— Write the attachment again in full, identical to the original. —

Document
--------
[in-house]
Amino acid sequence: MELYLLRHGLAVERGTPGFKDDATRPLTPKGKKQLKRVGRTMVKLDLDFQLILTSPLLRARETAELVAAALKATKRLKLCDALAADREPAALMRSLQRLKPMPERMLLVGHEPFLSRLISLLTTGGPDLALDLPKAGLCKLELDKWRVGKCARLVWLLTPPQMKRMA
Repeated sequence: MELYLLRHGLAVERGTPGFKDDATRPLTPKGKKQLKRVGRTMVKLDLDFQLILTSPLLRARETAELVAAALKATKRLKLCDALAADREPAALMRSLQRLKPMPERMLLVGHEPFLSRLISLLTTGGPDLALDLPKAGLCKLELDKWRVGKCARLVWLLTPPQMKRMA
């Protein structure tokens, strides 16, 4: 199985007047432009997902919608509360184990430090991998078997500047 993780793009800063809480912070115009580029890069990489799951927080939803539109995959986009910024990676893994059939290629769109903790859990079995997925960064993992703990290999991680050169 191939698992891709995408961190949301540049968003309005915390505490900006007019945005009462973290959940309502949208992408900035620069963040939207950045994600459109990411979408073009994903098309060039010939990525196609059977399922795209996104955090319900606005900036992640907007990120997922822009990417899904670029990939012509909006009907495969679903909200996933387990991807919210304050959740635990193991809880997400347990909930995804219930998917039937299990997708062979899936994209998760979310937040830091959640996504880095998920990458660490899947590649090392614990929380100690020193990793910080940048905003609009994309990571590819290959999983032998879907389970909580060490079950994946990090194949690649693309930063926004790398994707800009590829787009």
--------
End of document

[in-house]
Amino acid sequence: MELYLLRHGLAVERGTPGFKDDATRPLTPKGKKQLKRVGRTMVKLDLDFQLILTSPLLRARETAELVAAALKATKRLKLCDALAADREPAALMRSLQRLKPMPERMLLVGHEPFLSRLISLLTTGGPDLALDLPKAGLCKLELDKWRVGKCARLVWLLTPPQMKRMA
Repeated sequence: MELYLLRHGLAVERGTPGFKDDATRPLTPKGKKQLKRVGRTMVKLDLDFQLILTSPLLRARETAELVAAALKATKRLKLCDALAADREPAALMRSLQRLKPMPERMLLVGHEPFLSRLISLLTTGGPDLALDLPKAGLCKLELDKWRVGKCARLVWLLTPPQMKRMA
């Protein structure tokens, strides 16, 4: 199985007047432009997902919608509360184990430090991998078997500047 993780793009800063809480912070115009580029890069990489799951927080939803539109995959986009910024990676893994059939290629769109903790859990079995997925960064993992703990290999991680050169 191939698992891709995408961190949301540049968003309005915390505490900006007019945005009462973290959940309502949208992408900035620069963040939207950045994600459109990411979408073009994903098309060039010939990525196609059977399922795209996104955090319900606005900036992640907007990120997922822009990417899904670029990939012509909006009907495969679903909200996933387990991807919210304050959740635990193991809880997400347990909930995804219930998917039937299990997708062979899936994209998760979310937040830091959640996504880095998920990458660490899947590649090392614990929380100690020193990793910080940048905003609009994309990571590819290959999983032998879907389970909580060490079950994946990090194949690649693309930063926004790398994707800009590829787009």